Author Topic: Athearn ACF 4600 (HO and N)  (Read 3011 times)

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cjm413

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Re: Athearn ACF 4600 (HO and N)
« Reply #15 on: August 07, 2016, 11:11:37 AM »
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The 4600 is both longer and lower than the 4650.  As Gary said, not noticeable sitting alone, but side by side it's obvious.  The 4600 will be useful for me, as proper CB&Q CFs haven't been available before in N scale.

The MT 4650 car is usable for the GN and NP cars, but is too modern.  It needs the earlier side rib, and continuous trough hatches, but is still better than kitbashing the 1970s Atlas 4-bay.

Don't forget about these:

http://www.rrpicturearchives.net/rsPicture.aspx?id=200286

sirenwerks

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Re: Athearn ACF 4600 (HO and N)
« Reply #16 on: August 07, 2016, 07:40:04 PM »
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These are the cars that IM and MTL already make, right?


Both are later versions, though foob early schemes have been put on both.  The eraly 4600s are a smart bet, if that's what Athearn is choosing to do, since they lasted so long in service and would be at home on any layout set from their manufacture dates in the 60s through today.
Now seeking Pacific NW N scalers to create a Modutrak-style modular club featuring NP's shared mainline between Seattle and Portland. PM me if interested.

cjm413

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Re: Athearn ACF 4600 (HO and N)
« Reply #17 on: August 07, 2016, 07:46:35 PM »
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Both are later versions, though foob early schemes have been put on both.  The eraly 4600s are a smart bet, if that's what Athearn is choosing to do, since they lasted so long in service and would be at home on any layout set from their manufacture dates in the 60s through today.

The BN number series referenced by Athearn would be for an early 4600:

http://www.railgoat.railfan.net/other_cars/bn_cars/bn_number/455800-455999.htm

sirenwerks

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Re: Athearn ACF 4600 (HO and N)
« Reply #18 on: August 07, 2016, 11:24:23 PM »
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Don't forget about these:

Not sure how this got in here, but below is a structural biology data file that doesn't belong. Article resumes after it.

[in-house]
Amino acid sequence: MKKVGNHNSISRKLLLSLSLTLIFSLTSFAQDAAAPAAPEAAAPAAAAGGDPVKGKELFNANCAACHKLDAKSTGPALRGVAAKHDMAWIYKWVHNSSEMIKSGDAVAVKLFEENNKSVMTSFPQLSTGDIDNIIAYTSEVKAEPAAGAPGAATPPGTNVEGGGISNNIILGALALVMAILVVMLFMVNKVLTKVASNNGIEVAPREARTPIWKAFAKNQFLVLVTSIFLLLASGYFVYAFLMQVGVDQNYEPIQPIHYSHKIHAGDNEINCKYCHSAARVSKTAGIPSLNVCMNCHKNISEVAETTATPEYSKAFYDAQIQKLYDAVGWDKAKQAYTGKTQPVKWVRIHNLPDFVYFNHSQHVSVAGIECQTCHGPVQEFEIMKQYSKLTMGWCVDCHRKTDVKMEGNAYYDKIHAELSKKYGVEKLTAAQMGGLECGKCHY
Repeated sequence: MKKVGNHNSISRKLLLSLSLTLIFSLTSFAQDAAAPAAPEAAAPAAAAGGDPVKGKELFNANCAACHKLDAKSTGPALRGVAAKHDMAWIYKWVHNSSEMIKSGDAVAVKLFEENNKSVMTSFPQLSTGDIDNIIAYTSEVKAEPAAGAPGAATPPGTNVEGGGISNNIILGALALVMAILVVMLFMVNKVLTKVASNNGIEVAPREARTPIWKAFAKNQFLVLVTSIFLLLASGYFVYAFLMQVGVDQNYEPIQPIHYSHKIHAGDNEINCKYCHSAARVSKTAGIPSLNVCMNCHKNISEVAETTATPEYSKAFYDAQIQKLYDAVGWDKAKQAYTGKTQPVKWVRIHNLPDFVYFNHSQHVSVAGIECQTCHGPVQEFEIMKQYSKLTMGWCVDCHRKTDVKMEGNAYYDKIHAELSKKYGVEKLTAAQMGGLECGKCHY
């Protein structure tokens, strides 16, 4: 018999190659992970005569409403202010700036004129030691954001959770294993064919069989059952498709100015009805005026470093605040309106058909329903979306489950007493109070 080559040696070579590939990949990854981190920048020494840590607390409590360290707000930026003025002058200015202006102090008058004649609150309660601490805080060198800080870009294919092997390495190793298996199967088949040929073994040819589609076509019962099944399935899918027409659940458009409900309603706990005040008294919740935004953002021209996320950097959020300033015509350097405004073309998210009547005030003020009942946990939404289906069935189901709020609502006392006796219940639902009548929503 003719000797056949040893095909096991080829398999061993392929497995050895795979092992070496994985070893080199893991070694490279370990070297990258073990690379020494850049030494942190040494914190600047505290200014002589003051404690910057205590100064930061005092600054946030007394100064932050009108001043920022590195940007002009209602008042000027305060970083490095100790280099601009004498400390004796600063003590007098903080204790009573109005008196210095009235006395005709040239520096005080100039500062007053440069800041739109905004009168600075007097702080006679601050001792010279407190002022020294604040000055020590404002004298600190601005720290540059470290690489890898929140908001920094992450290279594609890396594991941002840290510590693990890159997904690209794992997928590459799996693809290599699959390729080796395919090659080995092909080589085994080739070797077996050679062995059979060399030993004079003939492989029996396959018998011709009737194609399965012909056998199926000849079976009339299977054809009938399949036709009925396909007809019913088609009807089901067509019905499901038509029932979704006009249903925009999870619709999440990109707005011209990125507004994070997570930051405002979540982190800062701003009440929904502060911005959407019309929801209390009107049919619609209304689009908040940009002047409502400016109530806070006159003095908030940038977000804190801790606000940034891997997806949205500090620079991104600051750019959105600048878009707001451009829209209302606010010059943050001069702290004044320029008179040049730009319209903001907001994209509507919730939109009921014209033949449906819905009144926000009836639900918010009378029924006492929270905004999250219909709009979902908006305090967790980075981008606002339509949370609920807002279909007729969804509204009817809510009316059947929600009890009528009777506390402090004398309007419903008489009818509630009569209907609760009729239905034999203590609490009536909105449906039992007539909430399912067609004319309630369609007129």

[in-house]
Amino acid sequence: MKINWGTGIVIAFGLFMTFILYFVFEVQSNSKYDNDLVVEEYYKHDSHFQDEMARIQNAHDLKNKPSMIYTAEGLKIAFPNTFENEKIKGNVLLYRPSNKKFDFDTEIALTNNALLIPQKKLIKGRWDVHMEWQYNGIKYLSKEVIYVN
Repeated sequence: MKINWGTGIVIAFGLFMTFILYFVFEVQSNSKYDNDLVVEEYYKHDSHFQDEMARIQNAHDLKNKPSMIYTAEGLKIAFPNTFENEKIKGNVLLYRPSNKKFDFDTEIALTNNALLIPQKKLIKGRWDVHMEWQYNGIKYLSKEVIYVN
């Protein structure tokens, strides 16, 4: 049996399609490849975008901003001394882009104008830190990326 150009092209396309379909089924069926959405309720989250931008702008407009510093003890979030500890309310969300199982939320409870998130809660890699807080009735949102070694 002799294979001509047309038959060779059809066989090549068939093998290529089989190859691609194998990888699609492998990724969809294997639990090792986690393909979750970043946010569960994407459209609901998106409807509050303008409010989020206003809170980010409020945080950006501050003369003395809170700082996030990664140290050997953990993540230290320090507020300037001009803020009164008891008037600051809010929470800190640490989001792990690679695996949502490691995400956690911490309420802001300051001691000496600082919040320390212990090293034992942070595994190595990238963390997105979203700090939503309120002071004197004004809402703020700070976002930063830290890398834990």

http://www.rrpicturearchives.net/rsPicture.aspx?id=200286


Wouldn't that be the Bachmann car, with its god-awful thick paint?  :trollface:
Now seeking Pacific NW N scalers to create a Modutrak-style modular club featuring NP's shared mainline between Seattle and Portland. PM me if interested.

nkalanaga

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Re: Athearn ACF 4600 (HO and N)
« Reply #19 on: August 08, 2016, 01:04:48 AM »
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cjm413:  How could I?  They were built for potato hauling from the Columbia Basin, and were a common sight in Pasco.  Ugliest cars I ever saw, but I'd love to have one.

Ugly is saying something, because the CB&Q's wood-side "War Emergency" two-bay hoppers ended their lives hauling sugar beets in Washington.  They should have been scrapped, but someone decided that they were still useful.  The ones with the holes in the sides covered with old grain doors were bad enough, but the last straw, literally, was when they started plugging the holes with straw.  No point replacing the broken boards, because they were all rotten.  The cars were finally taken out of service after the bottom fell out of one between Pasco and Yakima, at speed, dumping a full load of beets in the middle of the main line.

Sirenwerks:  Bachmann made a model of the ACF demonstrator paint scheme, but for all of their faults, it still couldn't match the prototype for ugliness.  Those sides aren't just dirty, the car is actually sprayed with foam insulation, so rain and dirt could soak in, making it impossible to clean the car.  These are probably the first, and possibly the only, refrigerated covered hoppers ever built.  ACF had 10, the NP bought 50, then bought the ACF cars as well.  Those were apparently the only ones built.